|RAYMOND L. BLEDSOE; BILLY E.
DACUS; MARSHALL E. WILLIAMS,
UNITED STATES OF AMERICA,
Charles M. Rogers, Jeremy S. Weis, and Rebecca M. Hain of Wyrsch Hobbs & Mirakian, P.C., Kansas City, Missouri, for Petitioners-Appellants.
Eric F. Melgren, United States Attorney and Nancy Caplinger, Assistant United States Attorney, District of Kansas, and Richard A. Friedman, Appellate Section, Criminal Division, United States Department of Justice, Washington, D.C., for Respondents-Appellees.
Background and Procedural History
Before November 1, 1987, The Parole Commission and Reorganization Act of 1976 (PCRA) governed the terms of federal sentences. Pub. L. No. 94-233, § 2, 90 Stat. 219 (codified as amended at 18 U.S.C. §§ 4201-4218 (1982) (repealed 1984, effective 1987)). The PCRA empowered the Parole Commission to evaluate prisoners' behavior and to award them early release on the basis of positive institutional adjustment. See 18 U.S.C. § 4206. Dissatisfied with this system, Congress passed the Sentencing Reform Act of 1984 (SRA). The SRA became effective on November 1, 1987, when it repealed and replaced the PCRA. Pub. L. No. 98-473, §§ 212, 218, 98 Stat. 1987, 2027 (codified as amended at 18 U.S.C. §§ 3551-59, 3561-66, 3571-74, 3581-86, 28 U.S.C. §§ 991-98 (1988)). Under the SRA, parole was to be abolished, the Parole Commission was to be phased out, and prisoners were to serve uniform sentences under sentencing guidelines. See id.
The SRA originally provided that, before the end of its extinction after a five-year window, the Parole Commission was to reset the release dates of prisoners who were serving sentences imposed before the SRA's effective date to comport with the SRA's guidelines. Sentencing Reform Act of 1984, Pub. L. No. 98-473, 98 Stat. 1987, 2032 (1984), reprinted in 18 U.S.C. § 3551 note (1988). Section 235(b)(3) of the original SRA provided that:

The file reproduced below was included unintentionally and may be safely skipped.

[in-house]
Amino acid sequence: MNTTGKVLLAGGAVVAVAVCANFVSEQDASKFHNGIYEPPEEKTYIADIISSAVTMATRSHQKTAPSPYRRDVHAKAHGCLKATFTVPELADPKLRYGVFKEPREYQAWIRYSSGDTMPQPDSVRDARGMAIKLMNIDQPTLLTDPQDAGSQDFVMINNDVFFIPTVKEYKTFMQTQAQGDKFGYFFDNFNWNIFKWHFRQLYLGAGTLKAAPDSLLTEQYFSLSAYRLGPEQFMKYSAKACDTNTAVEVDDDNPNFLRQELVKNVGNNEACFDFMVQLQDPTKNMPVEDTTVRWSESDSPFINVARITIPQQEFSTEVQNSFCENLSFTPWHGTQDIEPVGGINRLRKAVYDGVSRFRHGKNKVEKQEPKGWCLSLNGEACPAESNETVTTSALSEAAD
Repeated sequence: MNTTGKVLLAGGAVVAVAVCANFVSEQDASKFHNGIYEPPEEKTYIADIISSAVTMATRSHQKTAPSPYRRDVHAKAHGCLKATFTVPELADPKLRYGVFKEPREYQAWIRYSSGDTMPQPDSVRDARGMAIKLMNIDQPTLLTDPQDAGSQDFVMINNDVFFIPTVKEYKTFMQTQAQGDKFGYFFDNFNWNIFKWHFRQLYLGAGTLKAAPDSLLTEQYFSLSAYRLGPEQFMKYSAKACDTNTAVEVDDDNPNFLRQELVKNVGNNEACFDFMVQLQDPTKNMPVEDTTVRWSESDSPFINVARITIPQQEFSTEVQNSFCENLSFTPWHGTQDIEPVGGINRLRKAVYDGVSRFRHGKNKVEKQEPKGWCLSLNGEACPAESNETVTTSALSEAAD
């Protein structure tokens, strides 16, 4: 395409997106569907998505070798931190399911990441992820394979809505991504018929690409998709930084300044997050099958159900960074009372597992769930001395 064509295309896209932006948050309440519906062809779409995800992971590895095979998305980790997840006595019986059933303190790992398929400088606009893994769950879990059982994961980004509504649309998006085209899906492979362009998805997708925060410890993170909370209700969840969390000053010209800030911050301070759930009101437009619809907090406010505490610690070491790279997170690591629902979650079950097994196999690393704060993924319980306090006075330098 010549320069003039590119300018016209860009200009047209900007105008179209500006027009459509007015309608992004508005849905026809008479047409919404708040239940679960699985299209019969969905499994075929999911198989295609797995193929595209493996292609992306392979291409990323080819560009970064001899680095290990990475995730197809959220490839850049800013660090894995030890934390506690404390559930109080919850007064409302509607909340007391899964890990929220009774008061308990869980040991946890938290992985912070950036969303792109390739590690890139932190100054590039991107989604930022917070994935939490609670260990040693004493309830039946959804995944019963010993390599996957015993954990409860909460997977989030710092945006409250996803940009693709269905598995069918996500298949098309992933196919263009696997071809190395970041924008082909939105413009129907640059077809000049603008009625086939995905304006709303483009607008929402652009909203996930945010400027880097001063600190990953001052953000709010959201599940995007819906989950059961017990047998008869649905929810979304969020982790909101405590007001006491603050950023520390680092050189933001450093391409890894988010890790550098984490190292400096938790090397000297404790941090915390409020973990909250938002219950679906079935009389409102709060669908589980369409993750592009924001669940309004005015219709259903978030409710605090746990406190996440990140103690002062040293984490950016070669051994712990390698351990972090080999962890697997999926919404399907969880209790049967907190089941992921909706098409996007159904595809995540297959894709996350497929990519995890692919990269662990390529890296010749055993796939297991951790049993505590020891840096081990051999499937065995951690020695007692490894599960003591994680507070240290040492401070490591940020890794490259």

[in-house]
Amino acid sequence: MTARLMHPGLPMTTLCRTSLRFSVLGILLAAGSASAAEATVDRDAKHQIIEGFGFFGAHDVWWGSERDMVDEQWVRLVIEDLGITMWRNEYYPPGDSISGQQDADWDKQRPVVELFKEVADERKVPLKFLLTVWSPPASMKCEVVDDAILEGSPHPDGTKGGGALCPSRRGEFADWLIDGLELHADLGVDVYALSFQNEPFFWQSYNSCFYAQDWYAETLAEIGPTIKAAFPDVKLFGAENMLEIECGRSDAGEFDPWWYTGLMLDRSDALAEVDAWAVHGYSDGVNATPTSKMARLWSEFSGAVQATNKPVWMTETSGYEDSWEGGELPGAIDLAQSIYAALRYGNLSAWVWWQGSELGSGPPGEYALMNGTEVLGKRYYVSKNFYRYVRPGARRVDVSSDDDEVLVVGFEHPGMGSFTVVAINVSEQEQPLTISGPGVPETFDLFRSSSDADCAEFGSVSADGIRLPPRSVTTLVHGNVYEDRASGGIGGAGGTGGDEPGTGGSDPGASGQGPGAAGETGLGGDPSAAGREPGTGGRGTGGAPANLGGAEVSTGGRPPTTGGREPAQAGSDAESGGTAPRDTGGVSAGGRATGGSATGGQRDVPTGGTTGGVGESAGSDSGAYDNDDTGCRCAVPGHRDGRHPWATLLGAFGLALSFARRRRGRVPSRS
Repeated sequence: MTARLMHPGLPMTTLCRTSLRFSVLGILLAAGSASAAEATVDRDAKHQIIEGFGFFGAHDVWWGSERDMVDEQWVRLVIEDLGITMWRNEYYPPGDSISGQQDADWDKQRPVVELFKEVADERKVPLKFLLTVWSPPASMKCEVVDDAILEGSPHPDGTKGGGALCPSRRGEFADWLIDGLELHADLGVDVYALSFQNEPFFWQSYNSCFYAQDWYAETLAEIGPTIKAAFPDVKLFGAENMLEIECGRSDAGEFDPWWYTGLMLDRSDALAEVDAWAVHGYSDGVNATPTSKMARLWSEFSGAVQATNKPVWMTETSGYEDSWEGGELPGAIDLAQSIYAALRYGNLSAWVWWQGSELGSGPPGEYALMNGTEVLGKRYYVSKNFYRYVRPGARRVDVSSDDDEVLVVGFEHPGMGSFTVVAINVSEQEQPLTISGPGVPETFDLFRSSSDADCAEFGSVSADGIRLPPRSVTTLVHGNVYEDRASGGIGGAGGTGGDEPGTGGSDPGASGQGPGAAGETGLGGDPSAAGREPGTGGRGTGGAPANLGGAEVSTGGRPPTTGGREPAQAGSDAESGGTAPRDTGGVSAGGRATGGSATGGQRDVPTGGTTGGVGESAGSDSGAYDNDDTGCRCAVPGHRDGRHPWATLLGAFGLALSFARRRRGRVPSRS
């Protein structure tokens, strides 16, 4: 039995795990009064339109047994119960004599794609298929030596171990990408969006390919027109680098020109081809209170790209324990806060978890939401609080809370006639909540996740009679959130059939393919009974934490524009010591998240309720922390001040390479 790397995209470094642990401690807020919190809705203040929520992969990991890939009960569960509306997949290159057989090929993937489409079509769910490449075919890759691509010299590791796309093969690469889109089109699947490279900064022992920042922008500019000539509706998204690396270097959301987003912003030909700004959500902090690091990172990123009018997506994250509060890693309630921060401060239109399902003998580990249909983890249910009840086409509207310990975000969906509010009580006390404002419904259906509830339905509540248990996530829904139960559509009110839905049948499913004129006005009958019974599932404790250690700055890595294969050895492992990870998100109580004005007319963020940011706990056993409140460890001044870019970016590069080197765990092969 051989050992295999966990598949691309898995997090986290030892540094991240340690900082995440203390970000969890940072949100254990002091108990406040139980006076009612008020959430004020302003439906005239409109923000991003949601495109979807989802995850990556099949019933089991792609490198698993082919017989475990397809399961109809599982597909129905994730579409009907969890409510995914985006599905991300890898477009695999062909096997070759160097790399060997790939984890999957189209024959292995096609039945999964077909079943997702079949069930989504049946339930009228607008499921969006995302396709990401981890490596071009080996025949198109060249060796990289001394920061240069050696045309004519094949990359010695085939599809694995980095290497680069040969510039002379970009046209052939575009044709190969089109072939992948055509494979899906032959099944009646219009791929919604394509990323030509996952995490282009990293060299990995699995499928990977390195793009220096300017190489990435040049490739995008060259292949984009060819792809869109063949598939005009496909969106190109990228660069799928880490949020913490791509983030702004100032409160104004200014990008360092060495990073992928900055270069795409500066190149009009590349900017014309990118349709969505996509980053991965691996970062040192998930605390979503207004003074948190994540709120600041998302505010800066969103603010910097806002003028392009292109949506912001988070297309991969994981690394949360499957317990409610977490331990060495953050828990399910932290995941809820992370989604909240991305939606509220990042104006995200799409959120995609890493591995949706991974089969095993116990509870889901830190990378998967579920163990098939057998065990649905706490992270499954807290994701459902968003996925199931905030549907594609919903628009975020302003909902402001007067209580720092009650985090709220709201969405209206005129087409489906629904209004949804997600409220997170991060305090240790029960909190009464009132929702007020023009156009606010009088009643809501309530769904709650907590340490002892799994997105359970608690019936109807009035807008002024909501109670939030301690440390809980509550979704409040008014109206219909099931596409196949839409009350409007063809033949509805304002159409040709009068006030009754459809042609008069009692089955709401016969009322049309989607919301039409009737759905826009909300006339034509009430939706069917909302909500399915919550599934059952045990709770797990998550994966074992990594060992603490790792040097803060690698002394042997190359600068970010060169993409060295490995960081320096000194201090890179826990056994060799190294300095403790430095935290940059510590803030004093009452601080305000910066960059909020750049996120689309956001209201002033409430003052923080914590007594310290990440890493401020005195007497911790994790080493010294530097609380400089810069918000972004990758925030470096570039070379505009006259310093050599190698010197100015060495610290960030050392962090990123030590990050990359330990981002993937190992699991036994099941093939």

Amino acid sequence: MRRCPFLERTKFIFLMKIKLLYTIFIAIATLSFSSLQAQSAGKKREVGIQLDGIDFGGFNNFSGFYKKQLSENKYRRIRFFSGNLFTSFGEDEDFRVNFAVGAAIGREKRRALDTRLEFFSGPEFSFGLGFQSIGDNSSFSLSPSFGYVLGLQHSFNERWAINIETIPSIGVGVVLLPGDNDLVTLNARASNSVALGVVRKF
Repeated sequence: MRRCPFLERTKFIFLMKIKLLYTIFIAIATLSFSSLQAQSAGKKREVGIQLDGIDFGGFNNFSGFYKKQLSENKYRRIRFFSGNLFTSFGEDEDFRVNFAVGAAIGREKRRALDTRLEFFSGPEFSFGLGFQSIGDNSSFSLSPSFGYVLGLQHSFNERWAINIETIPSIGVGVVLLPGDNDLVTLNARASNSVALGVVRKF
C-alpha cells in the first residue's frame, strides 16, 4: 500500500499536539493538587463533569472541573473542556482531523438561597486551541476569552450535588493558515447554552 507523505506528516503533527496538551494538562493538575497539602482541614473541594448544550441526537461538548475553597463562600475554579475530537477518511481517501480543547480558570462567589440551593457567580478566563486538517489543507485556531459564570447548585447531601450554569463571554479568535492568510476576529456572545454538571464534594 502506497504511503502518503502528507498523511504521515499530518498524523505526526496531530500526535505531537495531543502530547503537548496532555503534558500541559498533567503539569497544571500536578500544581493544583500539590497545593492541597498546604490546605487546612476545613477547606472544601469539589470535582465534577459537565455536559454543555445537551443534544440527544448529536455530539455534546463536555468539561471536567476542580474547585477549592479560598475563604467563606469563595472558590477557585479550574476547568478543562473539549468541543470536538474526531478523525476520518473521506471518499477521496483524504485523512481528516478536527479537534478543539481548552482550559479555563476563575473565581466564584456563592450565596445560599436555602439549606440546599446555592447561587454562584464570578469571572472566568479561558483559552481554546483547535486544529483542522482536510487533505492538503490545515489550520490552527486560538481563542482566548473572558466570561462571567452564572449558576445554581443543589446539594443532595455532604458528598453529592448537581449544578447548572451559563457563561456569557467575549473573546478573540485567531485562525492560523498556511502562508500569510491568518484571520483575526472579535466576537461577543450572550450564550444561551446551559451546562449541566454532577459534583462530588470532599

The United States Parole Commission shall set a release date, for an individual who will be in its jurisdiction the day before the expiration of five years after the effective date of this Act, that is within the range that applies to the prisoner under the applicable parole guideline. A release date set pursuant to this paragraph shall be set early enough to permit consideration of an appeal of the release date, in accordance with Parole Commission procedures, before the expiration of five years following the effective date of this Act.
In Lewis v. Martin, 880 F.2d 288, 290 (10th Cir. 1989), this court characterized Section 235(b)(3) as
a "winding-up" provision to ensure that the Parole Commission will set release dates for all prisoners sentenced under the old statutes before it goes out of business on November 1, 1992. See id. at 839-40. The subsection does not require the Commission to take immediate action on the release date of any prisoner. Rather, by its own terms, the subsection requires the Commission to set a release date for any prisoner within its jurisdiction sufficiently before November 1, 1992, to allow him time to appeal the decision.
Id. at 290.(2)
On December 7, 1987, thirty-six days after the SRA became effective, Congress amended the Act to clarify that the terms of the PCRA would continue to govern the sentences of those prisoners sentenced prior to the effective date of the SRA, and extended the life of the Parole Commission to administer those sentences. Sentencing Act of 1987, Pub. L. No. 100-182, § 2(b)(2), 101 Stat. 1266 (1987). As we explained in Lewis v. Martin,
On December 7, 1987, section 235(b)(3) was amended to delete the clause requiring the Commission to set release dates within the guideline range. See Sentencing Act of 1987, Pub. L. 100-182, § 2(b)(2), 101 Stat. 1266 (1987) (1987 amendment). The amended section 235(b)(3) requires the Commission to set release dates 'pursuant to section 4206 of Title 18 United States Code,' which permits release dates outside the guideline range.
880 F.2d at 290.
Petitioners, three federal prisoners who were sentenced for violent crimes prior to 1987, object to the application of this 1987 amendment. They brought petitions for writs of habeas corpus pursuant to 28 U.S.C. § 2241 arguing that, during the thirty-six days in which the original Section 235(b)(3) was in effect, a liberty interest arose that guaranteed them the right to be resentenced under the new sentencing guidelines. Because they have not been resentenced, they argue that their due process rights have been abridged. They further maintain that the 1987 amendment to the SRA, which clarified Section 235(b)(3) of the Act, was unconstitutional as either a bill of attainder or an Ex Post Facto law.